Tag: Books: Nonfiction

Review: An Astronaut’s Guide to Life on Earth

Posted 11 November, 2015 by Lianne in Books / 6 Comments

An Astronaut’s Guide to Life on Earth
By: Chris Hadfield
Format/Source: eBook; my purchase

Chris Hadfield decided to become an astronaut after watching the Apollo moon landing with his family on Stag Island, Ontario, when he was nine years old, and it was impossible for Canadians to be astronauts. In 2013, he served as Commander of the International Space Station orbiting the Earth during a five-month mission. Fulfilling this lifelong dream required intense focus, natural ability and a singular commitment to “thinking like an astronaut.” In An Astronaut’s Guide to Life on Earth, Chris gives us a rare insider’s perspective on just what that kind of thinking involves, and how earthbound humans can use it to achieve success and happiness in their lives.

Astronaut training turns popular wisdom about how to be successful on its head. Instead of visualizing victory, astronauts prepare for the worst; always sweat the small stuff; and do care what others think. Chris shows how this unique education comes into play with dramatic anecdotes about going blind during a spacewalk, getting rid of a live snake while piloting a plane, and docking with space station Mir when laser tracking systems fail at the critical moment. Along the way, he shares exhilarating experiences, and challenges, from his 144 days on the ISS, and provides an unforgettable answer to his most-asked question: What’s it really like in outer space?

Written with humour, humility and a profound optimism for the future of space exploration, An Astronaut’s Guide to Life on Earth offers readers not just the inspiring story of one man’s journey to the ISS, but the opportunity to step into his space-boots and think like an astronaut—and renew their commitment to pursuing their own dreams, big or small.

Okay, I was pretty late to getting around to reading this book 😛 Chris Hadfield really hit popularity in the last few years with his work in NASA and the International Space Station and really bringing life in space and all of their work to everyone. I was curious to read about his experiences as an astronaut, reviving my childhood interest in astronomy and becoming an astronaut and exploring the mysteries of space 🙂

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Review: The Present Age: On the Death of Rebellion

Posted 22 October, 2015 by Lianne in Books / 2 Comments

The Present Age: On the Death of Rebellion
By: Soren Kierkegaard
Format/Source: Mass market paperback; my purchase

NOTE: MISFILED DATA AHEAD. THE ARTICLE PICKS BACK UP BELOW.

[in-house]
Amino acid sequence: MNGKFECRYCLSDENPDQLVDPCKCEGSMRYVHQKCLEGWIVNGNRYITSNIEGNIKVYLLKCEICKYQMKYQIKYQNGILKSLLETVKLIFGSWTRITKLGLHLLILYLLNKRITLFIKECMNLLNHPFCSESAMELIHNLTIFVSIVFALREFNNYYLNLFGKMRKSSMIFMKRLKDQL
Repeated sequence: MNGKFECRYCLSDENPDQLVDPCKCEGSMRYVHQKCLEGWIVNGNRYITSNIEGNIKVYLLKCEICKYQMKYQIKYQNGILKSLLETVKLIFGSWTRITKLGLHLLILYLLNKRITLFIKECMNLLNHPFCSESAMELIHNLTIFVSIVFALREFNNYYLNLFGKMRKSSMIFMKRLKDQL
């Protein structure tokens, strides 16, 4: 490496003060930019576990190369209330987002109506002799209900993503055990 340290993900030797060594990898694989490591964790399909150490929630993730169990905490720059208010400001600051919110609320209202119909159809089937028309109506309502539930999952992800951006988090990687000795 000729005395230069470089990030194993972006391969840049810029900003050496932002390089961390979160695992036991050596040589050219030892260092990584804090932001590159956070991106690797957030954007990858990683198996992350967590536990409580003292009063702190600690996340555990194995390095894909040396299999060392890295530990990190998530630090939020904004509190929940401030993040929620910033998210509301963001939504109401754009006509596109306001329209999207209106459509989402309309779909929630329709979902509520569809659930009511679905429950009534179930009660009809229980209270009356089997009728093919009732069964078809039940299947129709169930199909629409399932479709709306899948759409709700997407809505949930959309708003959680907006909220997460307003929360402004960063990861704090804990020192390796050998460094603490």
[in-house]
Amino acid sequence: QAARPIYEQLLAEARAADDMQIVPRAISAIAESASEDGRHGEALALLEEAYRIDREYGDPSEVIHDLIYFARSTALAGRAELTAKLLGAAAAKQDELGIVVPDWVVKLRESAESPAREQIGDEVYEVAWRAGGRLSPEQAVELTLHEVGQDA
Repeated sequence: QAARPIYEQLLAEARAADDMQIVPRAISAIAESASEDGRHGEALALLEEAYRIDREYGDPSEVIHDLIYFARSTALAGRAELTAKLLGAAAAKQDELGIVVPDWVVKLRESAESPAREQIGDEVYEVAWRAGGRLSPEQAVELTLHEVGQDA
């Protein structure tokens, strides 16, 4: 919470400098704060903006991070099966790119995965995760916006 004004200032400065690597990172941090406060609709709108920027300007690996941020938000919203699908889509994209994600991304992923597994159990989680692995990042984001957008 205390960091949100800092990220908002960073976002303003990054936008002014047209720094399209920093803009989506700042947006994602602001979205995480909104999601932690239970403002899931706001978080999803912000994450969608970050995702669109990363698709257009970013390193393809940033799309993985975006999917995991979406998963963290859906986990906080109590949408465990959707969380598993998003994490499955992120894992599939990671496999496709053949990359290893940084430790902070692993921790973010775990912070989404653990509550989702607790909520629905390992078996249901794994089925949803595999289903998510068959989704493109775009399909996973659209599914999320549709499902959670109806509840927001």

In his seminal 1846 tract The Present Age, Søren Kierkegaard (“the father of existentialism”—New York Times) analyzes the philosophical implications of a society dominated by mass media—a society eerily similar to our own. A stunningly prescient essay on the rising influence of advertising, marketing, and publicity, The Present Age is essential reading for anyone who wishes to better understand the modern world.

I don’t normally post reviews/discussion entries on philosopical and religious texts I read just because I have so many thoughts about them that a post just doesn’t seem adequate enough to express my own reactions to the text. But suffice to say I do read them on occasion. So fun fact: my favourite philosopher is Soren Kierkegaard. I was introduced to his ideas in Grade 12 philosophy when I did a paper and presentation on his leap of faith theory. While I’m not so big on how existentialism sort of branched off since his thoughts, he remains a favourite, and it pains me whenever I hear that he’s actually not terribly popular in his hometown Copenhagen. But anyway. I felt compelled to write a post about this book after having read most of it while at the dentist’s a few months ago 😛

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Review: The Queen and Mrs. Thatcher

Posted 31 August, 2015 by Lianne in Books / 0 Comments

The Queen and Mrs Thatcher: An Inconvenient Relationship
Edited By: Dean Palmer
Format/Source: Hardback courtesy of the author via GoodReads First Reads Programme

This is the remarkable story of how the two most powerful women in Britain at the time met and disliked each other on sight.

For over a decade they quietly waged a war against each other on both a personal and political stage, disagreeing on key issues including sanctions against South Africa, the Miners’ Strike and allowing US planes to bomb Libya using UK military bases.

Elizabeth found the means to snub and undermine her prime minister through petty class put-downs and a series of press leaks.

Margaret attacked her monarch by sidelining her internationally, upstaging her at home and allowing the Murdoch press to crucify the royal family.

This book is a window into the 80s, an era when Britain was changed beyond recognition by a woman who made ‘Thatcherism’ the defining word of the decade.